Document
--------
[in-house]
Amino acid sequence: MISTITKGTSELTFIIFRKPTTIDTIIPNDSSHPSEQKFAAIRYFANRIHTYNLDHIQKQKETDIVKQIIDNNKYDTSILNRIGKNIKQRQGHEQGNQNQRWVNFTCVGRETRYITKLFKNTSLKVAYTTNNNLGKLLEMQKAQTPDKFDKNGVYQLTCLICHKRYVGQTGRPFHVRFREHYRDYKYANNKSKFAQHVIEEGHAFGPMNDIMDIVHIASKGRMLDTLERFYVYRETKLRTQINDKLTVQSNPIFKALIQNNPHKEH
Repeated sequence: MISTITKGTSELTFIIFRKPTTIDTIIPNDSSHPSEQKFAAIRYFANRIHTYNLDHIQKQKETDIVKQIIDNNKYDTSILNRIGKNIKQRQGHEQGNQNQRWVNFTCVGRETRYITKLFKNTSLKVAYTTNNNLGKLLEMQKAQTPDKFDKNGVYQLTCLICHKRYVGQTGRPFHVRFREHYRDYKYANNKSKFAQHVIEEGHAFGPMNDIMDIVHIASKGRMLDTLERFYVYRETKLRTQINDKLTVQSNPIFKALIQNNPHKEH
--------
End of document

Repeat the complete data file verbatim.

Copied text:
[in-house]
Amino acid sequence: MISTITKGTSELTFIIFRKPTTIDTIIPNDSSHPSEQKFAAIRYFANRIHTYNLDHIQKQKETDIVKQIIDNNKYDTSILNRIGKNIKQRQGHEQGNQNQRWVNFTCVGRETRYITKLFKNTSLKVAYTTNNNLGKLLEMQKAQTPDKFDKNGVYQLTCLICHKRYVGQTGRPFHVRFREHYRDYKYANNKSKFAQHVIEEGHAFGPMNDIMDIVHIASKGRMLDTLERFYVYRETKLRTQINDKLTVQSNPIFKALIQNNPHKEH
Repeated sequence: MISTITKGTSELTFIIFRKPTTIDTIIPNDSSHPSEQKFAAIRYFANRIHTYNLDHIQKQKETDIVKQIIDNNKYDTSILNRIGKNIKQRQGHEQGNQNQRWVNFTCVGRETRYITKLFKNTSLKVAYTTNNNLGKLLEMQKAQTPDKFDKNGVYQLTCLICHKRYVGQTGRPFHVRFREHYRDYKYANNKSKFAQHVIEEGHAFGPMNDIMDIVHIASKGRMLDTLERFYVYRETKLRTQINDKLTVQSNPIFKALIQNNPHKEH